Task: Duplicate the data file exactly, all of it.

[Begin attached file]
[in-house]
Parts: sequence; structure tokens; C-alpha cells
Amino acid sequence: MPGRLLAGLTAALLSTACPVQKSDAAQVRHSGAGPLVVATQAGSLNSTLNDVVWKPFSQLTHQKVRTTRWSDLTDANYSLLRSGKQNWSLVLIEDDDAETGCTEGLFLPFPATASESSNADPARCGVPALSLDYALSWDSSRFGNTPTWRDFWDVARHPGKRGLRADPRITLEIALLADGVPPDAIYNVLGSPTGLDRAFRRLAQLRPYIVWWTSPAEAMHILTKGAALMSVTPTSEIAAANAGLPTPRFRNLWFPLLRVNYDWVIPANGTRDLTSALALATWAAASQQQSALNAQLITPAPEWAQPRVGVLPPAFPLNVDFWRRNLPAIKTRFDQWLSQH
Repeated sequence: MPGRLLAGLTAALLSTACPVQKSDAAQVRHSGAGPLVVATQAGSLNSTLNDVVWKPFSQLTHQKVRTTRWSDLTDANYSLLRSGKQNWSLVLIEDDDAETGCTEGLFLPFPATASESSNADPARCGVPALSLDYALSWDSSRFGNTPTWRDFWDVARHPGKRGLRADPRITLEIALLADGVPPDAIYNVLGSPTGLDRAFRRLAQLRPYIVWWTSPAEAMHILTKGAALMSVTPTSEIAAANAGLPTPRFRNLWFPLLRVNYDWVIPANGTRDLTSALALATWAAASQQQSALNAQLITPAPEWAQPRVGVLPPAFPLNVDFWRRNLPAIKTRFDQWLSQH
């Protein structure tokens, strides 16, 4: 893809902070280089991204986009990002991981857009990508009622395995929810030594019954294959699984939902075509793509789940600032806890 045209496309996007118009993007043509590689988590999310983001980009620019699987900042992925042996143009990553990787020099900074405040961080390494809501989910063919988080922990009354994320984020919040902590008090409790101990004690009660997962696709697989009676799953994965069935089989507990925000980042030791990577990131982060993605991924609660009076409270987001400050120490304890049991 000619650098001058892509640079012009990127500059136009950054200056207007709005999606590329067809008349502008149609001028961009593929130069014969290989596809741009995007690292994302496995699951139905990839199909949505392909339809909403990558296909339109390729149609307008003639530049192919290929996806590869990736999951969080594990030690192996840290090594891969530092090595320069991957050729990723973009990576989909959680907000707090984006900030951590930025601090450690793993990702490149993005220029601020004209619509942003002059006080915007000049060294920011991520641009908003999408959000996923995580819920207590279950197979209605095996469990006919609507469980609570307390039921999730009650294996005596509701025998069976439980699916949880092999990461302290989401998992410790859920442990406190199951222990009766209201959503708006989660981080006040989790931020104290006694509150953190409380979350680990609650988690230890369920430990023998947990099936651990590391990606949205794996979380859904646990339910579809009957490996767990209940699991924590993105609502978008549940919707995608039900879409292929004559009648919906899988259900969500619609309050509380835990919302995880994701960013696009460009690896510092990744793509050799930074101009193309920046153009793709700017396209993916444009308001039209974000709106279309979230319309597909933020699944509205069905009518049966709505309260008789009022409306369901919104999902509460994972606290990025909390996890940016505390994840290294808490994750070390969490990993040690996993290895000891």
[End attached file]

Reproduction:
[in-house]
Parts: sequence; structure tokens; C-alpha cells
Amino acid sequence: MPGRLLAGLTAALLSTACPVQKSDAAQVRHSGAGPLVVATQAGSLNSTLNDVVWKPFSQLTHQKVRTTRWSDLTDANYSLLRSGKQNWSLVLIEDDDAETGCTEGLFLPFPATASESSNADPARCGVPALSLDYALSWDSSRFGNTPTWRDFWDVARHPGKRGLRADPRITLEIALLADGVPPDAIYNVLGSPTGLDRAFRRLAQLRPYIVWWTSPAEAMHILTKGAALMSVTPTSEIAAANAGLPTPRFRNLWFPLLRVNYDWVIPANGTRDLTSALALATWAAASQQQSALNAQLITPAPEWAQPRVGVLPPAFPLNVDFWRRNLPAIKTRFDQWLSQH
Repeated sequence: MPGRLLAGLTAALLSTACPVQKSDAAQVRHSGAGPLVVATQAGSLNSTLNDVVWKPFSQLTHQKVRTTRWSDLTDANYSLLRSGKQNWSLVLIEDDDAETGCTEGLFLPFPATASESSNADPARCGVPALSLDYALSWDSSRFGNTPTWRDFWDVARHPGKRGLRADPRITLEIALLADGVPPDAIYNVLGSPTGLDRAFRRLAQLRPYIVWWTSPAEAMHILTKGAALMSVTPTSEIAAANAGLPTPRFRNLWFPLLRVNYDWVIPANGTRDLTSALALATWAAASQQQSALNAQLITPAPEWAQPRVGVLPPAFPLNVDFWRRNLPAIKTRFDQWLSQH
């Protein structure tokens, strides 16, 4: 893809902070280089991204986009990002991981857009990508009622395995929810030594019954294959699984939902075509793509789940600032806890 045209496309996007118009993007043509590689988590999310983001980009620019699987900042992925042996143009990553990787020099900074405040961080390494809501989910063919988080922990009354994320984020919040902590008090409790101990004690009660997962696709697989009676799953994965069935089989507990925000980042030791990577990131982060993605991924609660009076409270987001400050120490304890049991 000619650098001058892509640079012009990127500059136009950054200056207007709005999606590329067809008349502008149609001028961009593929130069014969290989596809741009995007690292994302496995699951139905990839199909949505392909339809909403990558296909339109390729149609307008003639530049192919290929996806590869990736999951969080594990030690192996840290090594891969530092090595320069991957050729990723973009990576989909959680907000707090984006900030951590930025601090450690793993990702490149993005220029601020004209619509942003002059006080915007000049060294920011991520641009908003999408959000996923995580819920207590279950197979209605095996469990006919609507469980609570307390039921999730009650294996005596509701025998069976439980699916949880092999990461302290989401998992410790859920442990406190199951222990009766209201959503708006989660981080006040989790931020104290006694509150953190409380979350680990609650988690230890369920430990023998947990099936651990590391990606949205794996979380859904646990339910579809009957490996767990209940699991924590993105609502978008549940919707995608039900879409292929004559009648919906899988259900969500619609309050509380835990919302995880994701960013696009460009690896510092990744793509050799930074101009193309920046153009793709700017396209993916444009308001039209974000709106279309979230319309597909933020699944509205069905009518049966709505309260008789009022409306369901919104999902509460994972606290990025909390996890940016505390994840290294808490994750070390969490990993040690996993290895000891």